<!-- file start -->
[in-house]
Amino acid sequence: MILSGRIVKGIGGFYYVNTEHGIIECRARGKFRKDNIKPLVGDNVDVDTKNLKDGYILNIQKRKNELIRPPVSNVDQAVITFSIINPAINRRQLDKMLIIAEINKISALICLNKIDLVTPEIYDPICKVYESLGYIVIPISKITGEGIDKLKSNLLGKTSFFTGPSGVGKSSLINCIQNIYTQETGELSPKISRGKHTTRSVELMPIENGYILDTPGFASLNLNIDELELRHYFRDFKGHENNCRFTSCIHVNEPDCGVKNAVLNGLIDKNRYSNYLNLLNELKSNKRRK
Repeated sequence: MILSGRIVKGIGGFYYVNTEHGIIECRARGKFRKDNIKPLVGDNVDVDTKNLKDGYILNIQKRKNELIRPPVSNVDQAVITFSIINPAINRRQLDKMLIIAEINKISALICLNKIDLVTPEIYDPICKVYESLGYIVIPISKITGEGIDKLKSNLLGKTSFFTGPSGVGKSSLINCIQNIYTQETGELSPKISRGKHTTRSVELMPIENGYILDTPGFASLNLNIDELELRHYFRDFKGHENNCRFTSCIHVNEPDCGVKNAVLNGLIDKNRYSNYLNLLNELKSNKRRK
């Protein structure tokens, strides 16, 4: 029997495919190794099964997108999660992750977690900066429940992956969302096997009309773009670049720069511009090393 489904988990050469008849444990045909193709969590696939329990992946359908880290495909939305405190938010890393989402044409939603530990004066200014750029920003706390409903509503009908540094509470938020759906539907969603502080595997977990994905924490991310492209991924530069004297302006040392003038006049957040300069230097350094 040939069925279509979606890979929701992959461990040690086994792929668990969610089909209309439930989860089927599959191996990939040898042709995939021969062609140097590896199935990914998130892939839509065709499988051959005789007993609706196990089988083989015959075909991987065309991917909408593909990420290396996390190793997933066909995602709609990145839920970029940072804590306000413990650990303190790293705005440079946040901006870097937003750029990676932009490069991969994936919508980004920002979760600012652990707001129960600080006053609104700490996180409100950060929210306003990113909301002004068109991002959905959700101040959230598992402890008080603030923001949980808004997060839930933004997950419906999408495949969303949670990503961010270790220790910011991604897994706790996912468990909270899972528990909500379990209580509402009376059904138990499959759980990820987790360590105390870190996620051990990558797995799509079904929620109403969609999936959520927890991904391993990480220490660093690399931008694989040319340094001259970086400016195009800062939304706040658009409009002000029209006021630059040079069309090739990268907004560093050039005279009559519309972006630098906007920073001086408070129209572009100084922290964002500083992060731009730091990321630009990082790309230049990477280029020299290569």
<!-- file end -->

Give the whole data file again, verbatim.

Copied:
[in-house]
Amino acid sequence: MILSGRIVKGIGGFYYVNTEHGIIECRARGKFRKDNIKPLVGDNVDVDTKNLKDGYILNIQKRKNELIRPPVSNVDQAVITFSIINPAINRRQLDKMLIIAEINKISALICLNKIDLVTPEIYDPICKVYESLGYIVIPISKITGEGIDKLKSNLLGKTSFFTGPSGVGKSSLINCIQNIYTQETGELSPKISRGKHTTRSVELMPIENGYILDTPGFASLNLNIDELELRHYFRDFKGHENNCRFTSCIHVNEPDCGVKNAVLNGLIDKNRYSNYLNLLNELKSNKRRK
Repeated sequence: MILSGRIVKGIGGFYYVNTEHGIIECRARGKFRKDNIKPLVGDNVDVDTKNLKDGYILNIQKRKNELIRPPVSNVDQAVITFSIINPAINRRQLDKMLIIAEINKISALICLNKIDLVTPEIYDPICKVYESLGYIVIPISKITGEGIDKLKSNLLGKTSFFTGPSGVGKSSLINCIQNIYTQETGELSPKISRGKHTTRSVELMPIENGYILDTPGFASLNLNIDELELRHYFRDFKGHENNCRFTSCIHVNEPDCGVKNAVLNGLIDKNRYSNYLNLLNELKSNKRRK
């Protein structure tokens, strides 16, 4: 029997495919190794099964997108999660992750977690900066429940992956969302096997009309773009670049720069511009090393 489904988990050469008849444990045909193709969590696939329990992946359908880290495909939305405190938010890393989402044409939603530990004066200014750029920003706390409903509503009908540094509470938020759906539907969603502080595997977990994905924490991310492209991924530069004297302006040392003038006049957040300069230097350094 040939069925279509979606890979929701992959461990040690086994792929668990969610089909209309439930989860089927599959191996990939040898042709995939021969062609140097590896199935990914998130892939839509065709499988051959005789007993609706196990089988083989015959075909991987065309991917909408593909990420290396996390190793997933066909995602709609990145839920970029940072804590306000413990650990303190790293705005440079946040901006870097937003750029990676932009490069991969994936919508980004920002979760600012652990707001129960600080006053609104700490996180409100950060929210306003990113909301002004068109991002959905959700101040959230598992402890008080603030923001949980808004997060839930933004997950419906999408495949969303949670990503961010270790220790910011991604897994706790996912468990909270899972528990909500379990209580509402009376059904138990499959759980990820987790360590105390870190996620051990990558797995799509079904929620109403969609999936959520927890991904391993990480220490660093690399931008694989040319340094001259970086400016195009800062939304706040658009409009002000029209006021630059040079069309090739990268907004560093050039005279009559519309972006630098906007920073001086408070129209572009100084922290964002500083992060731009730091990321630009990082790309230049990477280029020299290569």